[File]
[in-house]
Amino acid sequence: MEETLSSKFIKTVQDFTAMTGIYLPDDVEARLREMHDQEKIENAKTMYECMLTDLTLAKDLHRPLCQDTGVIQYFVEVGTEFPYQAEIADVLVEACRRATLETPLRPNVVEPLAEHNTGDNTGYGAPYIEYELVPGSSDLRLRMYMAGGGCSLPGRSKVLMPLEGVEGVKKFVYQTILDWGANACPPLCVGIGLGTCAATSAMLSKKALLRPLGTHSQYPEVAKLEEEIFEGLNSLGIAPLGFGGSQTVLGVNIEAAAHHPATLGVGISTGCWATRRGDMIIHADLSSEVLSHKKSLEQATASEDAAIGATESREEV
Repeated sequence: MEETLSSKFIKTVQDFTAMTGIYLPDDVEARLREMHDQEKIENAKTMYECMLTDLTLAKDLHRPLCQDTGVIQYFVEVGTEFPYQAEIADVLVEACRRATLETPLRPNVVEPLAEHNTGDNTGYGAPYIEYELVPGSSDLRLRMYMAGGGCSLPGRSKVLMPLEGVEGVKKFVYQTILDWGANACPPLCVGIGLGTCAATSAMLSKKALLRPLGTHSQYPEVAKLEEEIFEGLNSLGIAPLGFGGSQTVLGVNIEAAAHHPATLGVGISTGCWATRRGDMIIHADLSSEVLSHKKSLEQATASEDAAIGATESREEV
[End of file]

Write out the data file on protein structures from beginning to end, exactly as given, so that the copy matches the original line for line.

[in-house]
Amino acid sequence: MEETLSSKFIKTVQDFTAMTGIYLPDDVEARLREMHDQEKIENAKTMYECMLTDLTLAKDLHRPLCQDTGVIQYFVEVGTEFPYQAEIADVLVEACRRATLETPLRPNVVEPLAEHNTGDNTGYGAPYIEYELVPGSSDLRLRMYMAGGGCSLPGRSKVLMPLEGVEGVKKFVYQTILDWGANACPPLCVGIGLGTCAATSAMLSKKALLRPLGTHSQYPEVAKLEEEIFEGLNSLGIAPLGFGGSQTVLGVNIEAAAHHPATLGVGISTGCWATRRGDMIIHADLSSEVLSHKKSLEQATASEDAAIGATESREEV
Repeated sequence: MEETLSSKFIKTVQDFTAMTGIYLPDDVEARLREMHDQEKIENAKTMYECMLTDLTLAKDLHRPLCQDTGVIQYFVEVGTEFPYQAEIADVLVEACRRATLETPLRPNVVEPLAEHNTGDNTGYGAPYIEYELVPGSSDLRLRMYMAGGGCSLPGRSKVLMPLEGVEGVKKFVYQTILDWGANACPPLCVGIGLGTCAATSAMLSKKALLRPLGTHSQYPEVAKLEEEIFEGLNSLGIAPLGFGGSQTVLGVNIEAAAHHPATLGVGISTGCWATRRGDMIIHADLSSEVLSHKKSLEQATASEDAAIGATESREEV